Breaking News: Senate and House Introduce Roadless Legislation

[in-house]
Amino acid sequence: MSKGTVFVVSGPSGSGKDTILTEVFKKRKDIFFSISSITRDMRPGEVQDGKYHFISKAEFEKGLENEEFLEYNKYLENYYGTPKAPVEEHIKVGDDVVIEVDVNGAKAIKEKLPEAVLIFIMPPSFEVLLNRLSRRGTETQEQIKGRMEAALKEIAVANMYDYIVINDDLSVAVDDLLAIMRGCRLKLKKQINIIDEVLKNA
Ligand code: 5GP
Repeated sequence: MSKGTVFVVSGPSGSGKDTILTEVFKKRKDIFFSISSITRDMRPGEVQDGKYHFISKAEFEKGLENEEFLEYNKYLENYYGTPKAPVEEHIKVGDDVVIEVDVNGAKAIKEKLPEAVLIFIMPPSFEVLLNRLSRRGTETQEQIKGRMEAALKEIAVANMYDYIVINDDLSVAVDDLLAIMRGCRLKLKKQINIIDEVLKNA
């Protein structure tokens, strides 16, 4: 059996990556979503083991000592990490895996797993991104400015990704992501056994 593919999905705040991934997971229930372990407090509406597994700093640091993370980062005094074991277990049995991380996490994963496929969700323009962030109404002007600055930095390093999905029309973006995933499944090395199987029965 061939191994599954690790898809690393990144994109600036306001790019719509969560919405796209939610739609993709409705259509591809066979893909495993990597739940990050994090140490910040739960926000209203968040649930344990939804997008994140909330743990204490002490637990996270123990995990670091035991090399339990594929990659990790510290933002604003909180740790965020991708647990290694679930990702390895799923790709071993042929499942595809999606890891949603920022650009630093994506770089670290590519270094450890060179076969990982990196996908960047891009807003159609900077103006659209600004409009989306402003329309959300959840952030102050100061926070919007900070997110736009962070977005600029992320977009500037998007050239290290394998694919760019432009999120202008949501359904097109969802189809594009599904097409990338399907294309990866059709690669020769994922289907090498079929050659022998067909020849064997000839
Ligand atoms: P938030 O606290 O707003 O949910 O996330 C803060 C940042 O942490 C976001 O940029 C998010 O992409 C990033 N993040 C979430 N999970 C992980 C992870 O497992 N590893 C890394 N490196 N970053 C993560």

From: American Lands Alliance Date: May 24, 2007 Today, May 24, 2007, more than 140 US House Democrats and Republicans, led by Representatives Jay Inslee (D-WA), Christopher Shays (R-CT), George Miller (D-CA), Mark Kirk (R-IL), Maurice Hinchey (D-NY), and Jim Ramstad (R-MN) re-introduced the Roadless Area Conservation Act of 2007, that would provide permanent protection for 58.5 million acres of pristine forest land in 39 states. This would include 9.3 million acres of North America’s only coastal temperate rainforest -- Alaska’s Tongass National Forest. Senators Maria Cantwell (D-WA) and John Warner (R-VA), along with 16 of their colleagues, re-introduced the companion bill in the US Senate. Passage of Roadless legislation will ensure that roadless areas are permanently protected without jeopardy from changing administrations. While protecting the last one-third of our threatened national forests from most logging and road-building, the bill allows new roads to be constructed in order to fight fires and ensure public health and safety. Your help is needed. Both the House and Senate legislation need more congressional support. Click here to send a letter to your Representative and Click here to send a letter to your Senators today and urge them to cosponsor the Roadless legislation. What’s at Stake The September 2006 repeal of the Bush administration Roadless rule by Federal Judge Elizabeth LaPorte reinstated the Clinton-era Roadless Area Conservation Rule that limits road building, logging and other development on about 50 million acres of roadless areas in our national forests. These areas provide unmatched opportunities for camping, hiking, and other recreational activities, valuable habitat for fish and wildlife, and abundant supplies of clean drinking water. Judge LaPorte found that the Bush administration acted illegally in reversing the 2001 Roadless Rule. The Bush administration rule required governors to petition the federal government to protect national forests in their states and would have allowed states to build logging roads through millions of roadless acres of publicly owned national forests. While this legal victory presently affords protections for these public lands, their future is uncertain and they continue to be at risk. The Administration continues to accept state petitions for exemption from the Roadless Rule under the Administrative Procedures Act (APA), thus leaving roadless areas vulnerable on a state-by-state basis. Therefore, it is essential that the 2001 Rule be codified into law.